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Journal, Day One
In spite of my description above, I really haven’t been spending time blogging, or even reading blogs. This is my first, and undertaken because I was asked. I could give it a grumpy title, like Larkin’s title for his collected prose: Required Writing.
My first impulse was to cheat and prepare a week’s worth of foil wrapped entrees that the Poetry Foundation could pop into the microwave each morning. That way they’d be all clean and polished and I wouldn’t be up against the wall like this. But two things stopped me: One, my inability to take my job seriously until the very last minute; and Two, the sense that doing them ahead would really be cheating on the idea of a blog.
Because isn’t a blog supposed to be immediate and risky and regrettable? The blogger is supposed to be bringing some immediate fire to this thing, right? Be kind of off balance, intemperate, hasty? (Like here, in my haste, I can’t stop to choose between intemperate and hasty.)
However, these are things that fire my disinterest. Of course I court Risk and Regret, but I am not so interested in the lightweight risk and regret of just lacking the time to think things through. I want to take a long time for everything.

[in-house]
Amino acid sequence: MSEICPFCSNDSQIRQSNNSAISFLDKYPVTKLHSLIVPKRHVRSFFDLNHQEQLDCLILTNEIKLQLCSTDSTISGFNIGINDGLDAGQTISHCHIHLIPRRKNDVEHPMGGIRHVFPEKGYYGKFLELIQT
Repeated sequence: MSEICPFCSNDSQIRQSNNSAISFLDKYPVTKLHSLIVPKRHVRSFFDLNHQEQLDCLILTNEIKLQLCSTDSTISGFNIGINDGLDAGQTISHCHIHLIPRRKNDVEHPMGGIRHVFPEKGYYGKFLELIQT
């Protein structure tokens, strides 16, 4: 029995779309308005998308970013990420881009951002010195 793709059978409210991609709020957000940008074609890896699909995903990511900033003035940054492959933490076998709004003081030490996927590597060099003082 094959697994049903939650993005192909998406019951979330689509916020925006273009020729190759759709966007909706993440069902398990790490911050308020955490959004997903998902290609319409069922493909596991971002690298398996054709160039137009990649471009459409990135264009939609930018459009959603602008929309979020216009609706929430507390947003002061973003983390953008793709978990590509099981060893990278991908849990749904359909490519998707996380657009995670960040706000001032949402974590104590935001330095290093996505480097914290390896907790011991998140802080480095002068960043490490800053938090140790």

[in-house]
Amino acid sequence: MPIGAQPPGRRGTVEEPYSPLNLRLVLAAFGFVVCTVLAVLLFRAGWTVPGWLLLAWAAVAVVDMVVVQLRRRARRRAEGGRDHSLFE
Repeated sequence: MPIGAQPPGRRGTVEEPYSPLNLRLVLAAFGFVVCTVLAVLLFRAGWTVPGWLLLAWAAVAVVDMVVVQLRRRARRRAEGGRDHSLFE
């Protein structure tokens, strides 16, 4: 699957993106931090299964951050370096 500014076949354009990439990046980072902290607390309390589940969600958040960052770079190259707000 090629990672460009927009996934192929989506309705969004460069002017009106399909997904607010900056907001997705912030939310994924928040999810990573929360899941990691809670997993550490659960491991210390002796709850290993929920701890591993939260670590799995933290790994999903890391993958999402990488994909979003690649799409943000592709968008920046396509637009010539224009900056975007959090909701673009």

“‘I want to take a long time for everything,’ artist says.” This is the continued-on-p. E9 title of an article in this morning’s San Francisco Chronicle (Saturday, December 2). (OK, I’m writing this two days before it will be posted, but to me it’s a split second.) I had hoped that the pressure of having to write this blog would make something special appear, and it did. Much as I hate it, pressure does deform the mind in useful ways, pressing the brain more firmly against material. So, anyhow, in this article we meet Chinese camera obscura artist, Shi Guorui, currently making a series of enormous pinhole camera photographs in the Bay Area. He sits inside his dark tent/camera watching the picture come up on photographic paper against the back wall. He sits there anywhere from 90 minutes to eight hours. He might drink some tea or a beer. He likes the blankness: “When I’m inside, I feel this quiet in my mind, in my heart. The time for normal people is very long. For me, I feel the time is blank. It goes by very quickly.”
As another person who seeks sensory deprivation, I just love this artist. I love the patience of the silent light gradually blackening the paper (camera obscura photos are reversed, like negatives.) I love sitting in the dark of an empty mind, seeing what comes up. The beer is nice too.
So there are two forces working here, as you have no doubt already noted, dear reader. There is one’s reluctance to hurry, with its natural companions: silence, emptiness, and dark. And there is, on the other hand, the pressure to get something done, with its natural companion, attentiveness to any possible handhold that might save one from disgrace or death (if you distinguish).
It seems cruel that forces have to come in pairs, like this, in order to work at all.
If you have read all the way to the bottom of this, I hope you will go one step further and communicate with me. I’m hoping to use readers’ ideas, augmentations, refutations, tangents, and so on instead of relying on the newspaper for tomorrow’s musings. Does that sound opportunistic? Well, you can see why.